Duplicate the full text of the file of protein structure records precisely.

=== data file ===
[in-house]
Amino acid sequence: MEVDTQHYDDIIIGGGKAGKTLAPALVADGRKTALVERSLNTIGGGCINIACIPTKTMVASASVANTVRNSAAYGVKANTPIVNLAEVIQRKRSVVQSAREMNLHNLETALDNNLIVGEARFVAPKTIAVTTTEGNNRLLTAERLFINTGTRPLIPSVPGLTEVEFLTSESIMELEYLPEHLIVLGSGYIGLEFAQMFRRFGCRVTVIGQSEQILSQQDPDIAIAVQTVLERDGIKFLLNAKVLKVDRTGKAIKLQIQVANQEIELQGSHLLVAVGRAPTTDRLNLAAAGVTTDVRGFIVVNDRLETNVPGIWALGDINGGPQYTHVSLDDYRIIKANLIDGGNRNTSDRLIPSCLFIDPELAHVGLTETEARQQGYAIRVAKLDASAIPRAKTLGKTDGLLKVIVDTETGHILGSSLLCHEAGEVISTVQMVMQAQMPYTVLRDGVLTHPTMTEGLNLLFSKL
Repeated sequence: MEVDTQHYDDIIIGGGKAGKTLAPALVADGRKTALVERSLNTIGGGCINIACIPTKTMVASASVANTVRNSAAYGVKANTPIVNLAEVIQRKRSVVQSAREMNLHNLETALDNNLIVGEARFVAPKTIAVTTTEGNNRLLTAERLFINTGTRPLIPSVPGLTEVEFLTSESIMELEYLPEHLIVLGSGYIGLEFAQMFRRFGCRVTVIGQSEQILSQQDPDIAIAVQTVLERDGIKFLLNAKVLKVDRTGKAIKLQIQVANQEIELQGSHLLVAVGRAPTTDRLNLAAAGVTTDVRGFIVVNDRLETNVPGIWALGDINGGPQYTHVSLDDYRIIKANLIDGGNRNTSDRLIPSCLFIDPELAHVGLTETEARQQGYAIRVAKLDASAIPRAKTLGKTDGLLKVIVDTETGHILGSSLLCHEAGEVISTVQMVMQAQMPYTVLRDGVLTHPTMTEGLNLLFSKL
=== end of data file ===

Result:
[in-house]
Amino acid sequence: MEVDTQHYDDIIIGGGKAGKTLAPALVADGRKTALVERSLNTIGGGCINIACIPTKTMVASASVANTVRNSAAYGVKANTPIVNLAEVIQRKRSVVQSAREMNLHNLETALDNNLIVGEARFVAPKTIAVTTTEGNNRLLTAERLFINTGTRPLIPSVPGLTEVEFLTSESIMELEYLPEHLIVLGSGYIGLEFAQMFRRFGCRVTVIGQSEQILSQQDPDIAIAVQTVLERDGIKFLLNAKVLKVDRTGKAIKLQIQVANQEIELQGSHLLVAVGRAPTTDRLNLAAAGVTTDVRGFIVVNDRLETNVPGIWALGDINGGPQYTHVSLDDYRIIKANLIDGGNRNTSDRLIPSCLFIDPELAHVGLTETEARQQGYAIRVAKLDASAIPRAKTLGKTDGLLKVIVDTETGHILGSSLLCHEAGEVISTVQMVMQAQMPYTVLRDGVLTHPTMTEGLNLLFSKL
Repeated sequence: MEVDTQHYDDIIIGGGKAGKTLAPALVADGRKTALVERSLNTIGGGCINIACIPTKTMVASASVANTVRNSAAYGVKANTPIVNLAEVIQRKRSVVQSAREMNLHNLETALDNNLIVGEARFVAPKTIAVTTTEGNNRLLTAERLFINTGTRPLIPSVPGLTEVEFLTSESIMELEYLPEHLIVLGSGYIGLEFAQMFRRFGCRVTVIGQSEQILSQQDPDIAIAVQTVLERDGIKFLLNAKVLKVDRTGKAIKLQIQVANQEIELQGSHLLVAVGRAPTTDRLNLAAAGVTTDVRGFIVVNDRLETNVPGIWALGDINGGPQYTHVSLDDYRIIKANLIDGGNRNTSDRLIPSCLFIDPELAHVGLTETEARQQGYAIRVAKLDASAIPRAKTLGKTDGLLKVIVDTETGHILGSSLLCHEAGEVISTVQMVMQAQMPYTVLRDGVLTHPTMTEGLNLLFSKL